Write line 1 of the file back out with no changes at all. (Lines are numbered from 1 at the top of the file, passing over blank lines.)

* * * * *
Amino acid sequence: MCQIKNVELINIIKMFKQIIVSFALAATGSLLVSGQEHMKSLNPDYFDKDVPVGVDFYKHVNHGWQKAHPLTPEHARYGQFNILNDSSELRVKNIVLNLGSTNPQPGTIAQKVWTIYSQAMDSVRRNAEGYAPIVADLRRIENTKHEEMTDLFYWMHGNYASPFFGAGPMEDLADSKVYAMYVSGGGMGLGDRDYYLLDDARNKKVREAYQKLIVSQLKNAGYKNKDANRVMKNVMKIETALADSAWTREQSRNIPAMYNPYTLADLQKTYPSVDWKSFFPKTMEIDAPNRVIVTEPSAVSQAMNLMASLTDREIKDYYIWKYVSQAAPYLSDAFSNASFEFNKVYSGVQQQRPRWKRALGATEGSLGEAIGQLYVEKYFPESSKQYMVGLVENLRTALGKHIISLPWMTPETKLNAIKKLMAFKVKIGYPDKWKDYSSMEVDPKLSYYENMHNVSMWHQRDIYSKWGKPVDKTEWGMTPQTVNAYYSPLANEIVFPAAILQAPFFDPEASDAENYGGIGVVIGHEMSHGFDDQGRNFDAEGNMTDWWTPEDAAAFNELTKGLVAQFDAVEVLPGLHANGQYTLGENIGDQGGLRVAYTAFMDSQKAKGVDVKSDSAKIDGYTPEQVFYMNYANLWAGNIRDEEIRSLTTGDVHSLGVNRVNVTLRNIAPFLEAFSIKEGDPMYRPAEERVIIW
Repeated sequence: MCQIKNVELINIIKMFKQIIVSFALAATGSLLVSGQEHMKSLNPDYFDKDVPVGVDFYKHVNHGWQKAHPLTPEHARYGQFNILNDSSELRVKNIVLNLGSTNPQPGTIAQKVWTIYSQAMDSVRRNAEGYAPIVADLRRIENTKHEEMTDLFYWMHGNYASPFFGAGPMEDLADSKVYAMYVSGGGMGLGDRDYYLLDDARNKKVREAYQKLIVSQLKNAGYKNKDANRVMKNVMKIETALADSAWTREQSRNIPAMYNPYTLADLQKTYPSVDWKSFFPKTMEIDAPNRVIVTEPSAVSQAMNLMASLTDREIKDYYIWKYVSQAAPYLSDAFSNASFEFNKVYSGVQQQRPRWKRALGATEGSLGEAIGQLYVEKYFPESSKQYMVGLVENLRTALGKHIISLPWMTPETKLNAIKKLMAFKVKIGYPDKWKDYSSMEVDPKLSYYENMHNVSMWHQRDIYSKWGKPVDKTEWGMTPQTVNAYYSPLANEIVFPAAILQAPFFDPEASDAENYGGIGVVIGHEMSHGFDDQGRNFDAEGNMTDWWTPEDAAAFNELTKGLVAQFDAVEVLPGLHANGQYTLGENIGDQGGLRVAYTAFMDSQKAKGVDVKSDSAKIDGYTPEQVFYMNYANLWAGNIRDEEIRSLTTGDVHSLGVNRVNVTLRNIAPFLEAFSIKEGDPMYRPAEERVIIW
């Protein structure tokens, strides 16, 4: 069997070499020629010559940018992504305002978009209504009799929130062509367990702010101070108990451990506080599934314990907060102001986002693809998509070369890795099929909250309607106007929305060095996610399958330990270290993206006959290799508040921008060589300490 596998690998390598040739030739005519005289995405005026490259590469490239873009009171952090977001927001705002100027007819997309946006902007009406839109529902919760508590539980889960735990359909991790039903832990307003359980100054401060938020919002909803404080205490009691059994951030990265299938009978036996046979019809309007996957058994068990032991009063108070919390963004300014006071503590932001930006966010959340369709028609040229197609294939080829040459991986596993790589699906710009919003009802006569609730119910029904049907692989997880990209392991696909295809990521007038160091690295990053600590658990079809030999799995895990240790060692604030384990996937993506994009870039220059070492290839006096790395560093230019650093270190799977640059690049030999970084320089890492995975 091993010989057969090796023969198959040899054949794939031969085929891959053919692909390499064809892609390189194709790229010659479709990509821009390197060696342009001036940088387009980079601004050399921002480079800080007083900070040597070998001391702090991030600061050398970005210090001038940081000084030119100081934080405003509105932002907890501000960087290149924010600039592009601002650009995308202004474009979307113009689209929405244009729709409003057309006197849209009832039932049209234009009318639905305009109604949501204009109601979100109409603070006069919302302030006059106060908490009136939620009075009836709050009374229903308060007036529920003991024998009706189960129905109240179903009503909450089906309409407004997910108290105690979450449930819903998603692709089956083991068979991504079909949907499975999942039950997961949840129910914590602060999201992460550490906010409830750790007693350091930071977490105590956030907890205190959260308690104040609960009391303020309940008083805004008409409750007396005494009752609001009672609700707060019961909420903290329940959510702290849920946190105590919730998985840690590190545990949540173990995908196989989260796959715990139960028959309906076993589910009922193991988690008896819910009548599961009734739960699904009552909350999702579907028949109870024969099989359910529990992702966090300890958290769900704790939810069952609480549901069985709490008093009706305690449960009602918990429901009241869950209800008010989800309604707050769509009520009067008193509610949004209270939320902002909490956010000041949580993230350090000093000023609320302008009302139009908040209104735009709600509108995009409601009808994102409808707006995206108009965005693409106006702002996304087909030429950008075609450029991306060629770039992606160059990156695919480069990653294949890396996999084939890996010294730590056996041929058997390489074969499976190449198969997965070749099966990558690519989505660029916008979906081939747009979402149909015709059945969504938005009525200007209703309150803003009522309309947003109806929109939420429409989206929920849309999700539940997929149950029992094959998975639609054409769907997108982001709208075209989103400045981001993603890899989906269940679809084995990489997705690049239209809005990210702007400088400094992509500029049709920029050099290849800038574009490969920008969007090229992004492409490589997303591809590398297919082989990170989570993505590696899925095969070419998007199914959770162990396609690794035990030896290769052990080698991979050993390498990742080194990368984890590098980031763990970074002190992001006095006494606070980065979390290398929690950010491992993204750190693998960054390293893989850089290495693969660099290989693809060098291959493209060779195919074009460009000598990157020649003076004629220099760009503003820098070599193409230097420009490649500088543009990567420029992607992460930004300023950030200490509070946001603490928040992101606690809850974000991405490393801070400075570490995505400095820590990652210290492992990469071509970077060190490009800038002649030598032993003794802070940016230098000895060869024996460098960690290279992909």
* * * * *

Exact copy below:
Amino acid sequence: MCQIKNVELINIIKMFKQIIVSFALAATGSLLVSGQEHMKSLNPDYFDKDVPVGVDFYKHVNHGWQKAHPLTPEHARYGQFNILNDSSELRVKNIVLNLGSTNPQPGTIAQKVWTIYSQAMDSVRRNAEGYAPIVADLRRIENTKHEEMTDLFYWMHGNYASPFFGAGPMEDLADSKVYAMYVSGGGMGLGDRDYYLLDDARNKKVREAYQKLIVSQLKNAGYKNKDANRVMKNVMKIETALADSAWTREQSRNIPAMYNPYTLADLQKTYPSVDWKSFFPKTMEIDAPNRVIVTEPSAVSQAMNLMASLTDREIKDYYIWKYVSQAAPYLSDAFSNASFEFNKVYSGVQQQRPRWKRALGATEGSLGEAIGQLYVEKYFPESSKQYMVGLVENLRTALGKHIISLPWMTPETKLNAIKKLMAFKVKIGYPDKWKDYSSMEVDPKLSYYENMHNVSMWHQRDIYSKWGKPVDKTEWGMTPQTVNAYYSPLANEIVFPAAILQAPFFDPEASDAENYGGIGVVIGHEMSHGFDDQGRNFDAEGNMTDWWTPEDAAAFNELTKGLVAQFDAVEVLPGLHANGQYTLGENIGDQGGLRVAYTAFMDSQKAKGVDVKSDSAKIDGYTPEQVFYMNYANLWAGNIRDEEIRSLTTGDVHSLGVNRVNVTLRNIAPFLEAFSIKEGDPMYRPAEERVIIW